Judge Willis later writes to La Trobe on 23 March 1843 about the Melbourne Incorporation Act. Click on the image to read the transcription.
Henry Condell is the first Mayor of Melbourne (1842-1844).

20 March 1843

Representatives for the Port Phillip District are to be elected to the governing New South Wales Legislative Council.

In his letter notifying Superintendent La Trobe of this matter, the New South Wales Police Magistrate states that five persons are to be elected from the Port Phillip District. 

The Police Magistrate then proceeds to say that he does not believe that the district has five qualified people for the Council.

Letter to La Trobe stating five persons from the Port Phillip District are to be elected to the Legislative Council. Click on the image to read the transcription.

24 January 1844

Report shows that 26 convicts are “illegally at large” in the Port Phillip District.

Clerk of the Bench addressing the number of convicts in the district. Click on the image to read the transcription.
Robert Russell's depiction of Batman's Hill from the south side of the Yarra in 1844.

14 August 1845

The growing town of Melbourne applies for an Inspector of Schools.

"The Mayor and Town Council of Melbourne will have it in their power to appoint an Inspector of Schools". Click on the image to read the transcription.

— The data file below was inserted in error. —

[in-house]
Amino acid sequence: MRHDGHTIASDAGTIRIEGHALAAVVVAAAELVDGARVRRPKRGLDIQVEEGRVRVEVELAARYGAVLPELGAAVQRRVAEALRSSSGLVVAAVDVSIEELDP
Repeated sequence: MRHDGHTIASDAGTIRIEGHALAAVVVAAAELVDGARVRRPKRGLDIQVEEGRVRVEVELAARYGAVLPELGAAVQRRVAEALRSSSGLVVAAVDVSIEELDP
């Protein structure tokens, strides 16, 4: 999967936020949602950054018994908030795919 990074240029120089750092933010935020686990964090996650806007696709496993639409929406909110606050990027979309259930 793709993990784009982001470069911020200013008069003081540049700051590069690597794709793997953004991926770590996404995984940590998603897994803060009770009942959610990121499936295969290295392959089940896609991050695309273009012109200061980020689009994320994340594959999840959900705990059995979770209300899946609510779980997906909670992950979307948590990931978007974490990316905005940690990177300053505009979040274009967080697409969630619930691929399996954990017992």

20 March 1846 - La Trobe lays foundation stone of the Melbourne Hospital.

25 June 1847

Melbourne is proclaimed a city.

It has a population of over 11,000 while the rest of the Port Phillip District is home to only 22,000 more people.

21 March 1848

A petition from Port Phillip District residents is sent to the Queen for the separation of the district from New South Wales.

Assurance is provided by the Colonial Secretary that the petition will reach the Queen. Click on the image to read the transcription.
1848 - Plan of the newly created Botanic Gardens by surveyor Ridoutt following its establishment in 1846.

February 1849

Gold is discovered near Maldon and the Pyrenees.

1850 - Replacing the old wooden bridge, the new Princes Bridge is completed and Superintendent La Trobe officially opens the Yarra River crossing.

5 August 1850

Queen Victoria gives Royal assent to the Imperial act which separates Port Phillip from New South Wales.

13 January 1851

Separation Act proclaimed, creating the Colony of Victoria.

1 February 1851 - Earl Grey advises Queen Victoria to appoint Superintendent La Trobe as Victoria's Lieutenant Governor. Click on the image to read the transcription.
Lieutenant-Governor La Trobe.

24 March 1851

The newly established Colony of Victoria is to create its own Legislative Council separate from New South Wales.

November 1851 - The first Legislative Council of Victoria meets at Saint Patrick's Hall in Bourke Street.

This exhibition drew from public records preserved within the collection of the Public Record Office Victoria (PROV). 

The letters featured in the timeline are drawn from thousands of letters written to La Trobe. These letters have been digitised and made available for viewing on the PROV catalogue thanks to a project supported by the CJ La Trobe Society and funded by the R E Ross Trust. 

To view the full collection of digitised letters to La Trobe, and to read a short precis of each letter, scroll through the listings on the PROV catalogue under Record Series Number 19 consignment P0001.

Credits: Story

Writer, Curator and Researcher  — Jason Smeaton 
Transcription Assistance — Daniel Wilksch
Producing Editor — Kate Follington

Credits: All media
The story featured may in some cases have been created by an independent third party and may not always represent the views of the institutions, listed below, who have supplied the content.
Translate with Google